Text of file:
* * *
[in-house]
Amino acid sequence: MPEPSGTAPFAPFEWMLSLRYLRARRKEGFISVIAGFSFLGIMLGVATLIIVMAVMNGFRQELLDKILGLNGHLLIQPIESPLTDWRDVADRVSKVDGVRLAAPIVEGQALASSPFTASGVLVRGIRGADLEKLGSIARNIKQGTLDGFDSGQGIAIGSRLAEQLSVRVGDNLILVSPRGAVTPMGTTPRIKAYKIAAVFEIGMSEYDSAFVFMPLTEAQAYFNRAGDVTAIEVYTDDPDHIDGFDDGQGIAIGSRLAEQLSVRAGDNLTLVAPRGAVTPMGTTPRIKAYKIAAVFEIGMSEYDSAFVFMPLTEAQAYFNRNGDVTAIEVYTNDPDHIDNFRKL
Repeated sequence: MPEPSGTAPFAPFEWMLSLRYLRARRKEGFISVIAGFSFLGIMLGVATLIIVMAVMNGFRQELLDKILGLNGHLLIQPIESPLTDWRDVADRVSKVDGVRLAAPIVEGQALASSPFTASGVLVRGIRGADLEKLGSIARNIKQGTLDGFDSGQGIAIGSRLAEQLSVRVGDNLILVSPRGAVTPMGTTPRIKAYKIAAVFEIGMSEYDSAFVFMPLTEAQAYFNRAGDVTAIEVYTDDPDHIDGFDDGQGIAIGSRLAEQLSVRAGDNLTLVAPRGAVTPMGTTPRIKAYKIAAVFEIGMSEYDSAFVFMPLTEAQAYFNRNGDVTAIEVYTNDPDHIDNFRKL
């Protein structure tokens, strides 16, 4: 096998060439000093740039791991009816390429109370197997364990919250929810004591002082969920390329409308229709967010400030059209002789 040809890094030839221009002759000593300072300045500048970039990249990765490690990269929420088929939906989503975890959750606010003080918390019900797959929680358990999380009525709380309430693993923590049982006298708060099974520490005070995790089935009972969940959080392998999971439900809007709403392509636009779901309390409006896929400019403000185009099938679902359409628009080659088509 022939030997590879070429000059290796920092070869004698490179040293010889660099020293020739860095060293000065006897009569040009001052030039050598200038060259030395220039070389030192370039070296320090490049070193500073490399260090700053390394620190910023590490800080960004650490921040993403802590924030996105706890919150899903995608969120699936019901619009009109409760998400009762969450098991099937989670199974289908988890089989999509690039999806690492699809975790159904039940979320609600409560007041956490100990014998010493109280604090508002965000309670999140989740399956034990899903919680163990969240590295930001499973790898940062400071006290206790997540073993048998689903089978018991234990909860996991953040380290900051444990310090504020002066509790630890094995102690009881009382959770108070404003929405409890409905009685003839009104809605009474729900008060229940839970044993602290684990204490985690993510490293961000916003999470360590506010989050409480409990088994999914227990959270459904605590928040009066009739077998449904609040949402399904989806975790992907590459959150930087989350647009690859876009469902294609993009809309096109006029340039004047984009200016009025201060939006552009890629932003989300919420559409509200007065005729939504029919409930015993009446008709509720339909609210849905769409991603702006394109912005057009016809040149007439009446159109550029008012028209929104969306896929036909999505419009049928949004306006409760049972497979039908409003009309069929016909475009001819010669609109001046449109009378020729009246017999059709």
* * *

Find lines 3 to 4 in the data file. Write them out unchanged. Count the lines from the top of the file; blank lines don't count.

Repeated sequence: MPEPSGTAPFAPFEWMLSLRYLRARRKEGFISVIAGFSFLGIMLGVATLIIVMAVMNGFRQELLDKILGLNGHLLIQPIESPLTDWRDVADRVSKVDGVRLAAPIVEGQALASSPFTASGVLVRGIRGADLEKLGSIARNIKQGTLDGFDSGQGIAIGSRLAEQLSVRVGDNLILVSPRGAVTPMGTTPRIKAYKIAAVFEIGMSEYDSAFVFMPLTEAQAYFNRAGDVTAIEVYTDDPDHIDGFDDGQGIAIGSRLAEQLSVRAGDNLTLVAPRGAVTPMGTTPRIKAYKIAAVFEIGMSEYDSAFVFMPLTEAQAYFNRNGDVTAIEVYTNDPDHIDNFRKL
């Protein structure tokens, strides 16, 4: 096998060439000093740039791991009816390429109370197997364990919250929810004591002082969920390329409308229709967010400030059209002789 040809890094030839221009002759000593300072300045500048970039990249990765490690990269929420088929939906989503975890959750606010003080918390019900797959929680358990999380009525709380309430693993923590049982006298708060099974520490005070995790089935009972969940959080392998999971439900809007709403392509636009779901309390409006896929400019403000185009099938679902359409628009080659088509 022939030997590879070429000059290796920092070869004698490179040293010889660099020293020739860095060293000065006897009569040009001052030039050598200038060259030395220039070389030192370039070296320090490049070193500073490399260090700053390394620190910023590490800080960004650490921040993403802590924030996105706890919150899903995608969120699936019901619009009109409760998400009762969450098991099937989670199974289908988890089989999509690039999806690492699809975790159904039940979320609600409560007041956490100990014998010493109280604090508002965000309670999140989740399956034990899903919680163990969240590295930001499973790898940062400071006290206790997540073993048998689903089978018991234990909860996991953040380290900051444990310090504020002066509790630890094995102690009881009382959770108070404003929405409890409905009685003839009104809605009474729900008060229940839970044993602290684990204490985690993510490293961000916003999470360590506010989050409480409990088994999914227990959270459904605590928040009066009739077998449904609040949402399904989806975790992907590459959150930087989350647009690859876009469902294609993009809309096109006029340039004047984009200016009025201060939006552009890629932003989300919420559409509200007065005729939504029919409930015993009446008709509720339909609210849905769409991603702006394109912005057009016809040149007439009446159109550029008012028209929104969306896929036909999505419009049928949004306006409760049972497979039908409003009309069929016909475009001819010669609109001046449109009378020729009246017999059709």